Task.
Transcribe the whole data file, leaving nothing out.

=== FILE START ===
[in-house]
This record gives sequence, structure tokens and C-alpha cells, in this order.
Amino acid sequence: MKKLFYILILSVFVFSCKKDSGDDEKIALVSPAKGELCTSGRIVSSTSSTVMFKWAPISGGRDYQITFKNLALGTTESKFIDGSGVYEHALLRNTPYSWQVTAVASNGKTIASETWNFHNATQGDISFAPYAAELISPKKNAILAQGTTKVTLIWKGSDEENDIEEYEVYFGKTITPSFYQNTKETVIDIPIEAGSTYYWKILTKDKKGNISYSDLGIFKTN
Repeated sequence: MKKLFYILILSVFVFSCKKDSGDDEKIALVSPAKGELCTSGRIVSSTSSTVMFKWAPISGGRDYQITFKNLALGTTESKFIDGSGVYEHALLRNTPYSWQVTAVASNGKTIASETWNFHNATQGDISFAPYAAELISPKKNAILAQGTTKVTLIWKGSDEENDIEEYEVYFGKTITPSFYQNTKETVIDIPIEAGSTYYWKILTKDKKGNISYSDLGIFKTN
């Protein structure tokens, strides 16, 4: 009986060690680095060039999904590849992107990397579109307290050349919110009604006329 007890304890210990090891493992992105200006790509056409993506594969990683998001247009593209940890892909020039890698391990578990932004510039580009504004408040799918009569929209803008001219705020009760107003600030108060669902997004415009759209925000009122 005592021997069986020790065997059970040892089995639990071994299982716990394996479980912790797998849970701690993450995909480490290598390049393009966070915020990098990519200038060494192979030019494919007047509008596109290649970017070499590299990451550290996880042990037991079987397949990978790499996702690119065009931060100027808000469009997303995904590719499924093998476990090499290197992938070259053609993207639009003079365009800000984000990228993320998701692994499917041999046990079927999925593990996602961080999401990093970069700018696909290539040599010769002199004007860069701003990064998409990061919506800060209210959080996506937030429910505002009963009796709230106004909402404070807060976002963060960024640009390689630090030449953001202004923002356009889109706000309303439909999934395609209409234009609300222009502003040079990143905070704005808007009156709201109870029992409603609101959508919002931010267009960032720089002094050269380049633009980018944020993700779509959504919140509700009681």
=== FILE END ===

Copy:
[in-house]
This record gives sequence, structure tokens and C-alpha cells, in this order.
Amino acid sequence: MKKLFYILILSVFVFSCKKDSGDDEKIALVSPAKGELCTSGRIVSSTSSTVMFKWAPISGGRDYQITFKNLALGTTESKFIDGSGVYEHALLRNTPYSWQVTAVASNGKTIASETWNFHNATQGDISFAPYAAELISPKKNAILAQGTTKVTLIWKGSDEENDIEEYEVYFGKTITPSFYQNTKETVIDIPIEAGSTYYWKILTKDKKGNISYSDLGIFKTN
Repeated sequence: MKKLFYILILSVFVFSCKKDSGDDEKIALVSPAKGELCTSGRIVSSTSSTVMFKWAPISGGRDYQITFKNLALGTTESKFIDGSGVYEHALLRNTPYSWQVTAVASNGKTIASETWNFHNATQGDISFAPYAAELISPKKNAILAQGTTKVTLIWKGSDEENDIEEYEVYFGKTITPSFYQNTKETVIDIPIEAGSTYYWKILTKDKKGNISYSDLGIFKTN
């Protein structure tokens, strides 16, 4: 009986060690680095060039999904590849992107990397579109307290050349919110009604006329 007890304890210990090891493992992105200006790509056409993506594969990683998001247009593209940890892909020039890698391990578990932004510039580009504004408040799918009569929209803008001219705020009760107003600030108060669902997004415009759209925000009122 005592021997069986020790065997059970040892089995639990071994299982716990394996479980912790797998849970701690993450995909480490290598390049393009966070915020990098990519200038060494192979030019494919007047509008596109290649970017070499590299990451550290996880042990037991079987397949990978790499996702690119065009931060100027808000469009997303995904590719499924093998476990090499290197992938070259053609993207639009003079365009800000984000990228993320998701692994499917041999046990079927999925593990996602961080999401990093970069700018696909290539040599010769002199004007860069701003990064998409990061919506800060209210959080996506937030429910505002009963009796709230106004909402404070807060976002963060960024640009390689630090030449953001202004923002356009889109706000309303439909999934395609209409234009609300222009502003040079990143905070704005808007009156709201109870029992409603609101959508919002931010267009960032720089002094050269380049633009980018944020993700779509959504919140509700009681």